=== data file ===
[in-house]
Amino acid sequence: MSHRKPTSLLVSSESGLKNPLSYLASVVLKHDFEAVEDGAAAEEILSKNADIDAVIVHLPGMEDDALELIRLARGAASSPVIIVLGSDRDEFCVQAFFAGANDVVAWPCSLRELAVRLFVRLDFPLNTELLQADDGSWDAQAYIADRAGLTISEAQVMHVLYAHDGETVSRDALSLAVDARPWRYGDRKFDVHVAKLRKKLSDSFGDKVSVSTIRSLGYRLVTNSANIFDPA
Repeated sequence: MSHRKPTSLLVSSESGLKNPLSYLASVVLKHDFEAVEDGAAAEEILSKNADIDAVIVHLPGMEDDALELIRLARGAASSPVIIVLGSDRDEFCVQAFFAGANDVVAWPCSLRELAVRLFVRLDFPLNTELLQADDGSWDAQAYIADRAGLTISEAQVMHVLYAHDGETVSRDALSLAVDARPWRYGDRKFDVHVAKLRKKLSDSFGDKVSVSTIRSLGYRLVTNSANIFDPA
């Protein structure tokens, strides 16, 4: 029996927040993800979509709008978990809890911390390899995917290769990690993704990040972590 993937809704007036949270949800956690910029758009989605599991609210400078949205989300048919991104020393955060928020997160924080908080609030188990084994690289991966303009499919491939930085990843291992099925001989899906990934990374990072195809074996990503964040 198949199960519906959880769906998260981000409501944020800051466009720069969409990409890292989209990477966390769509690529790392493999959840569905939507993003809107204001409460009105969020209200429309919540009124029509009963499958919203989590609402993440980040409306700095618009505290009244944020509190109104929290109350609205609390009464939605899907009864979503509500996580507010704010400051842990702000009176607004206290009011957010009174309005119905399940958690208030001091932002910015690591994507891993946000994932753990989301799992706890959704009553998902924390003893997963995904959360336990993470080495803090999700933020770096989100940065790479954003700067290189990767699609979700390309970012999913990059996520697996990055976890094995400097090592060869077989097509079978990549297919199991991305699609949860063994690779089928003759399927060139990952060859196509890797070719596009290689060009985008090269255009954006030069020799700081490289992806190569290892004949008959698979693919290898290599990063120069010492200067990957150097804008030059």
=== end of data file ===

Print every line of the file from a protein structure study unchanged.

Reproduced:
[in-house]
Amino acid sequence: MSHRKPTSLLVSSESGLKNPLSYLASVVLKHDFEAVEDGAAAEEILSKNADIDAVIVHLPGMEDDALELIRLARGAASSPVIIVLGSDRDEFCVQAFFAGANDVVAWPCSLRELAVRLFVRLDFPLNTELLQADDGSWDAQAYIADRAGLTISEAQVMHVLYAHDGETVSRDALSLAVDARPWRYGDRKFDVHVAKLRKKLSDSFGDKVSVSTIRSLGYRLVTNSANIFDPA
Repeated sequence: MSHRKPTSLLVSSESGLKNPLSYLASVVLKHDFEAVEDGAAAEEILSKNADIDAVIVHLPGMEDDALELIRLARGAASSPVIIVLGSDRDEFCVQAFFAGANDVVAWPCSLRELAVRLFVRLDFPLNTELLQADDGSWDAQAYIADRAGLTISEAQVMHVLYAHDGETVSRDALSLAVDARPWRYGDRKFDVHVAKLRKKLSDSFGDKVSVSTIRSLGYRLVTNSANIFDPA
């Protein structure tokens, strides 16, 4: 029996927040993800979509709008978990809890911390390899995917290769990690993704990040972590 993937809704007036949270949800956690910029758009989605599991609210400078949205989300048919991104020393955060928020997160924080908080609030188990084994690289991966303009499919491939930085990843291992099925001989899906990934990374990072195809074996990503964040 198949199960519906959880769906998260981000409501944020800051466009720069969409990409890292989209990477966390769509690529790392493999959840569905939507993003809107204001409460009105969020209200429309919540009124029509009963499958919203989590609402993440980040409306700095618009505290009244944020509190109104929290109350609205609390009464939605899907009864979503509500996580507010704010400051842990702000009176607004206290009011957010009174309005119905399940958690208030001091932002910015690591994507891993946000994932753990989301799992706890959704009553998902924390003893997963995904959360336990993470080495803090999700933020770096989100940065790479954003700067290189990767699609979700390309970012999913990059996520697996990055976890094995400097090592060869077989097509079978990549297919199991991305699609949860063994690779089928003759399927060139990952060859196509890797070719596009290689060009985008090269255009954006030069020799700081490289992806190569290892004949008959698979693919290898290599990063120069010492200067990957150097804008030059």